By year’s end, Kawasaki had slipped to sixth in the manufacturer championship, behind not only Suzuki but also the Honda-powered Roberts KR211V. 

2007 ZX-RR

It was all change for 2007. The new MotoGP 800cc capacity limit meant that everyone came to the party with bikes that were virtually all-new, and Kawasaki was no exception.

While the ZX-RR stuck with the same inline-four layout, it had a new 800cc pneumatic valve motor and a suitably redesigned chassis to sit it in. New styling completed the transformation.

The team also saw upheaval, with a new European Kawasaki subsidiary taking control of MotoGP activities from Harald Eckl, who’d previously run the operation.

In testing, the bike looked like a transformation from the previous generation. While Kawasaki had previously lagged on top speed, the 2007 ZX-RR was among the fastest in a straight line. While Ducati’s 2007 bike was a missile, normally topping the speed charts, the Kawasaki came close. At Mugello de Puniet’s 317km/h was fifth quickest behind four Ducatis. To leap ahead of Honda, Yamaha and Suzuki on power should have been a great advantage, particularly since the ZX-RR usually handled well.

The results weren’t so good, though. Nakano had defected to Honda, leaving de Puniet to lead the team (Olivier Jacques and Anthony West would share duties on the second bike).

While most of de Puniet’s finishes were in the top 10, and he managed second in Japan, there were too many retirements. He ended the season 11th. Kawasaki came fifth in the manufacturer standings, behind all the other major factory teams.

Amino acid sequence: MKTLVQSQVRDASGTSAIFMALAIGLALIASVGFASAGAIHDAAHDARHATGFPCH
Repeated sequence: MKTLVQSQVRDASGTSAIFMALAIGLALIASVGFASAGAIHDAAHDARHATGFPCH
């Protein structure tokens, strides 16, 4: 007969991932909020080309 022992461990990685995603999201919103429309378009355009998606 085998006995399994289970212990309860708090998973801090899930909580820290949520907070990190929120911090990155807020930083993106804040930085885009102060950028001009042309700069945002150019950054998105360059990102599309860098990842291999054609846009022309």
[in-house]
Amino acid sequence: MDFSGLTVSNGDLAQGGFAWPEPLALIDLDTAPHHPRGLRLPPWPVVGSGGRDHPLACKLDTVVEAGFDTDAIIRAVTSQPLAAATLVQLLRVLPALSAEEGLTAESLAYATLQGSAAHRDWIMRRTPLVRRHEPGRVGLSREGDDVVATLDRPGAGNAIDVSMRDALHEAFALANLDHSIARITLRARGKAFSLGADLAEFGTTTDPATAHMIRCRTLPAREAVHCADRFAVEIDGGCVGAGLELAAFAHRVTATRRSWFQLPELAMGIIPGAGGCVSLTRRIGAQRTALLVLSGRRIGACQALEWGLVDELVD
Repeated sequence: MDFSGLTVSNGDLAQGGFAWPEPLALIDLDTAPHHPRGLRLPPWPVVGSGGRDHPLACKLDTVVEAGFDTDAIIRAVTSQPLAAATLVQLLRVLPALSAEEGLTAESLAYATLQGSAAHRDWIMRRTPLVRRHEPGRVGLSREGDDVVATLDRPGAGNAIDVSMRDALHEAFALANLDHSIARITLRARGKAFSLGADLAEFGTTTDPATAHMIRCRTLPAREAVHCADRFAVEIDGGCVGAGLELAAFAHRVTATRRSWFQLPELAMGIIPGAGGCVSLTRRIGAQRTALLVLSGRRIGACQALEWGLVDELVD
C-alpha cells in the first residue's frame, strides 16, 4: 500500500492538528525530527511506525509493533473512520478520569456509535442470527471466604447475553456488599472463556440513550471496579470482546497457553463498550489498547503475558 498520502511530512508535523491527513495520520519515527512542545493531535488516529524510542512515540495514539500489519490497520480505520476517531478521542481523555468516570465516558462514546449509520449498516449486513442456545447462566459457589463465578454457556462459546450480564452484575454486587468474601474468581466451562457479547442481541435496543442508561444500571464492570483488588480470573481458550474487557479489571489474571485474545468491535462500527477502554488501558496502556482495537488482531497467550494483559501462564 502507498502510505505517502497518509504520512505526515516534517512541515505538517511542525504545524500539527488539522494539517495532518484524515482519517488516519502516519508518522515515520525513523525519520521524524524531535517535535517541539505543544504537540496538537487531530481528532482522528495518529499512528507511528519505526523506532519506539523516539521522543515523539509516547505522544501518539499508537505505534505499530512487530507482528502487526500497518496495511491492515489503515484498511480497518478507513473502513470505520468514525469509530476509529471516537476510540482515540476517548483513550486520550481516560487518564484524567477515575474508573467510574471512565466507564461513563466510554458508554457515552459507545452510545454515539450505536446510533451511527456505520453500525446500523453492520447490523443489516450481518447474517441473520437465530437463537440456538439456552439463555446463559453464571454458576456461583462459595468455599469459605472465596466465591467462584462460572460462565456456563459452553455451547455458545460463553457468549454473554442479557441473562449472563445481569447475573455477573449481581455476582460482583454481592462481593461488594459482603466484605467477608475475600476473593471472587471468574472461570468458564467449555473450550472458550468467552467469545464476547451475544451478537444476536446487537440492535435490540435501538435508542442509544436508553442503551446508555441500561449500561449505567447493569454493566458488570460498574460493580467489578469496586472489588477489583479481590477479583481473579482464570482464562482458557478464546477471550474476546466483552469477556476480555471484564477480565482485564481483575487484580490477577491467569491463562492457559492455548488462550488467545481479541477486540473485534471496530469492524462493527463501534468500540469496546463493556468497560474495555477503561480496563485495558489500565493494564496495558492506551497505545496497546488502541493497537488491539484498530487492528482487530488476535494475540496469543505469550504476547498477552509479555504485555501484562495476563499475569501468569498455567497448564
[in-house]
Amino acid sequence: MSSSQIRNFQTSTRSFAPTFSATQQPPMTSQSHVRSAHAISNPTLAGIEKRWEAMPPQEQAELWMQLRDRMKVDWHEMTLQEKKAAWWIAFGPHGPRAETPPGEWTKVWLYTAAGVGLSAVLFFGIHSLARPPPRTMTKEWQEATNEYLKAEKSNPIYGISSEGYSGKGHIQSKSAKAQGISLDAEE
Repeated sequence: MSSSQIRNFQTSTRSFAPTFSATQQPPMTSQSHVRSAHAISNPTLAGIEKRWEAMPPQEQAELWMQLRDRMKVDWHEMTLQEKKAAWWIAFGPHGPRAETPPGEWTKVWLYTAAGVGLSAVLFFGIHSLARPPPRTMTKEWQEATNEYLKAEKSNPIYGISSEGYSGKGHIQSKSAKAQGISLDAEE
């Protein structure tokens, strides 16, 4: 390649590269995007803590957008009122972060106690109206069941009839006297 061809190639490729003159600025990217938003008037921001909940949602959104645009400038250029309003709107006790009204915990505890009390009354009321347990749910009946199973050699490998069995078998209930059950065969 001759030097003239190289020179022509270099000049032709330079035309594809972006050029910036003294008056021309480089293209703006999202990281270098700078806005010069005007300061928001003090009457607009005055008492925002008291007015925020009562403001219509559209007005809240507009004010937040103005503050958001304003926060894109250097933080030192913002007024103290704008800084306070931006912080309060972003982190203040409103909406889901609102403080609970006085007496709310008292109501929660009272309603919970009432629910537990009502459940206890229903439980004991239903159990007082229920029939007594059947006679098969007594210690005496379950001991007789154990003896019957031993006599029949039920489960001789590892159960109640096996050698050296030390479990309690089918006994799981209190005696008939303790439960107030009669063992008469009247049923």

2008 ZX-RR

For 2008 the ZX-RR looked much like the previous year’s bike, but during testing the firm experimented with a return to the screamer engine configuration that it had last used in 2004. Advances in traction control and engine management systems meant that the additional top-end power of a screamer engine was now more usable than it had been a few years earlier, but the team eventually stuck with the big-bang engine for the race season.

In results terms, Kawasaki’s more promising 2007 performance seemed to evaporate in 2008. As Honda and Yamaha, wrong-footed in 2007, came back on terms with Ducati, Kawasaki got left behind once more. On top speeds, the ZX-RR was again towards the tail of the field. Riders John Hopkins and Ant West managed only 16th and 18th in the championship, with Kawasaki fifth and last in the manufacturers championship.

Kawasaki Hayate
2009 ZX-RR

Blaming the economic collapse, Kawasaki withdrew from MotoGP before the start of the 2009 season, but not before it had developed a new bike for that year.

The 2009 ZX-RR again had a redesigned frame and swingarm, with a more refined engine to go with them, and was raced by a new outfit – Hayate Racing Team – which was basically a scaled-down version of the previous squad. Just one bike was fielded for Marco Melandri.

Ironically, after distancing itself from the racing efforts, Kawasaki wasn’t able to bask in the glory from some of the ZX-RR’s best results, which came in early 2009. Melandri dragged the underfunded bike to a series of top 10 finishes and matched the ZX-RR’s best-ever second place finished at the French GP, albeit a gaping 17 seconds behind winner Jorge Lorenzo.

At the end of the season, Hayate was wound down and Kawasaki’s involvement in MotoGP came to an end.

Kawasaki ZX-6RR
The ZX-RR’s effect on production bikes

While other bikes in this series have led to immediately recognisable influences on road-going machines, with the ZX-RR’s conception the flow of influence initially went the other way. The bike was clearly derived from a production ZX-7R in its first form, only to evolve away from the showroom machine as time went on.

Kawasaki never made close ties in terms of styling between its road and race bikes, although there are arguably hints of the original ZX-RR in the 2003-4 ZX-6R’s shape. Of course, the ZX-RR’s inline engine and alloy beam frame were always in the same vein as production models, but direct feedback from the project onto road bikes is hard to point out.